Mike Adams

American communities are not what they used to be. Today’s college graduate changes jobs about a dozen times in his career. Since he changes jobs every few years he usually finds himself moving every few years. And since he figures he won’t be with his neighbors for long he seldom takes the time to get to know them.

It wasn’t that way when my family moved to Fort Worth in 1966. Four different welcoming committees came to visit from four different churches - all asking whether we had found a church home. Our first batch of mail was hand-delivered by the postman. When he rang the doorbell he introduced himself and asked “Have you found a church home yet?”

We eventually found a church but it was not the home of any of the four groups that came to visit. They must have all written off their visits as losses. But that was far from the truth. In fact, my mother was so moved by their hospitality that she began regular church visitation as soon as she joined a church. She kept doing so after we moved to Houston.

Soon after we arrived in Houston my mother developed a clever plan to keep from missing any new visitation opportunities in the area. She went down to the Clear Lake Water Authority and copied all of the new addresses of people who had just opened new accounts. This was all done by hand as it was before the era of word processing and personal computers.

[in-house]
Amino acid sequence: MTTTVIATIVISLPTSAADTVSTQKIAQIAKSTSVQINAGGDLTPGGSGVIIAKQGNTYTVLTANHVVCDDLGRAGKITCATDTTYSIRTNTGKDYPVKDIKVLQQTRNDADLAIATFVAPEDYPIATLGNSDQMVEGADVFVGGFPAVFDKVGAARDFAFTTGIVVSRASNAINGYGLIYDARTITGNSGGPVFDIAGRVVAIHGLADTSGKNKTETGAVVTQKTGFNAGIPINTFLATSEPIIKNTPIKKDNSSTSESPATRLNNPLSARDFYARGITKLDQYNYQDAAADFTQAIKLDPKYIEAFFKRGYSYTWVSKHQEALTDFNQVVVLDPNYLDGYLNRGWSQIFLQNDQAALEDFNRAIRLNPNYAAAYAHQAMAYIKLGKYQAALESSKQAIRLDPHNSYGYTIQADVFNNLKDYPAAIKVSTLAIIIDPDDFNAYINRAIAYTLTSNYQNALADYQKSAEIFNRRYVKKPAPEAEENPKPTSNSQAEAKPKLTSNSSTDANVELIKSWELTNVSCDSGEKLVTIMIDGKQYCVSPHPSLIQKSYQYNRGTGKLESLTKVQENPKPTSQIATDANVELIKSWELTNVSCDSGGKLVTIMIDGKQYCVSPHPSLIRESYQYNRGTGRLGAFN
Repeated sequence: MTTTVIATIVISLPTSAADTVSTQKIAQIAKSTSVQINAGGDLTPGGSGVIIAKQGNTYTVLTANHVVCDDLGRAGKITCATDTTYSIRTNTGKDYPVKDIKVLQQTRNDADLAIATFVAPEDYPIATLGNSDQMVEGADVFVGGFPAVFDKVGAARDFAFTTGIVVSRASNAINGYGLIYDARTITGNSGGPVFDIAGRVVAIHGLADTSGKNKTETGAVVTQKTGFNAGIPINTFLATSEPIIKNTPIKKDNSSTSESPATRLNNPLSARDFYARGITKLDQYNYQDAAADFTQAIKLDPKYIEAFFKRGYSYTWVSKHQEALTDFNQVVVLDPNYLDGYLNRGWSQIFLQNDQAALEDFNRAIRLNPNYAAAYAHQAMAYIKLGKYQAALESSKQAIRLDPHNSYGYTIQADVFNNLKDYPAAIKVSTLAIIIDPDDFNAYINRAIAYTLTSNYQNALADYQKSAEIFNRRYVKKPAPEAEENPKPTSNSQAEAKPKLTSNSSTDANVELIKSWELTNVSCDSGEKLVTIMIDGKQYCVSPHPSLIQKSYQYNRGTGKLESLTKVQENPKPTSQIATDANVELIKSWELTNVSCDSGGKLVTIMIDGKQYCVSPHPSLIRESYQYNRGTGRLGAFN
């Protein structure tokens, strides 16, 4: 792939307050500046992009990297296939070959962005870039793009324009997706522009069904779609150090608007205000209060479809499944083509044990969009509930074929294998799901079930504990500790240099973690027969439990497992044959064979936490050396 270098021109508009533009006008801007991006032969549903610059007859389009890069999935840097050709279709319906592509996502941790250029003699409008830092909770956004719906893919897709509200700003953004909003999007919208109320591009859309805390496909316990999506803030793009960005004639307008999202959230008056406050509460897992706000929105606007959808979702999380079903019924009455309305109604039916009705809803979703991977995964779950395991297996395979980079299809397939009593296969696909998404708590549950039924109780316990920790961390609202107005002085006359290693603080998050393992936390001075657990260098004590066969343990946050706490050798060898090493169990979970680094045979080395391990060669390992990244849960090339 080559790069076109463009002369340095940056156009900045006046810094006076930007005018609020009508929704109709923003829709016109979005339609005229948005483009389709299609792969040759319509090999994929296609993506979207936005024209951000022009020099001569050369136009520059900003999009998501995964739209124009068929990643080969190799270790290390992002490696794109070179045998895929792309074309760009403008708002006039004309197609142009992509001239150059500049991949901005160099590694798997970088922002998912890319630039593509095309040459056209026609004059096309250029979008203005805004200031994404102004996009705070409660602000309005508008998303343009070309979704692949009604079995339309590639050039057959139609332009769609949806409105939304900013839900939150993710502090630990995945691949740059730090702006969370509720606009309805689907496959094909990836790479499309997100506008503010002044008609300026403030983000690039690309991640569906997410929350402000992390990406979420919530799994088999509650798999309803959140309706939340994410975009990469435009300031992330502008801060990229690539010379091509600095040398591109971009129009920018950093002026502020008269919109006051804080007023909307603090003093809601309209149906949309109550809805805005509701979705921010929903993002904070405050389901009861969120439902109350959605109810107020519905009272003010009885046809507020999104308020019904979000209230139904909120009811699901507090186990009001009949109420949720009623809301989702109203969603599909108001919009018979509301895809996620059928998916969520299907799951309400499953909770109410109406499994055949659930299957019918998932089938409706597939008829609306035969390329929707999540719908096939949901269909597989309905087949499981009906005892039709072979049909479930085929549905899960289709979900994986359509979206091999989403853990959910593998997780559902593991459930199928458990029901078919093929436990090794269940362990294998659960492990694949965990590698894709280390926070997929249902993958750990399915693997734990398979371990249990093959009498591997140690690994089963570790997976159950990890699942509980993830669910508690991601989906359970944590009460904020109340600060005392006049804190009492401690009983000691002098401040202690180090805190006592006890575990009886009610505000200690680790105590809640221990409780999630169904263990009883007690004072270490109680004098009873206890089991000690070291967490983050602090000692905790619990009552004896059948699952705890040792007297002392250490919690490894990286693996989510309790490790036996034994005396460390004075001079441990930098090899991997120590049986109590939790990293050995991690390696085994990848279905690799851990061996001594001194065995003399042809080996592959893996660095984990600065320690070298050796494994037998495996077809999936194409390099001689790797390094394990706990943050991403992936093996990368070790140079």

In 1969, mom’s visitation paid particularly good dividends as she met her closest friend for life, Lisa Chambers. Our whole family became friends with their whole family. In fact, the friendships endure to this day. There were many more friendships formed in the process. We still get Christmas cards from people who joined the church for whom mom was visiting.

Of course, there are the untold numbers of people we never hear from but whose lives were affected nonetheless. My mother knew from experience to never write them off as losses. I hope by chance that one of them is reading these words today. If so, thanks so much for seeking us out and welcoming us when we moved to Fort Worth.

When my folks finally retired and moved to Huntsville there were fewer opportunities for visitation. There weren’t many people moving into the very small neighborhood in which they retired so mom stopped doing these visitations regularly. But, one day, a different kind of welcoming took place in their little neighborhood.


Mike Adams

Mike Adams is a criminology professor at the University of North Carolina Wilmington and author of Letters to a Young Progressive: How To Avoid Wasting Your Life Protesting Things You Don't Understand.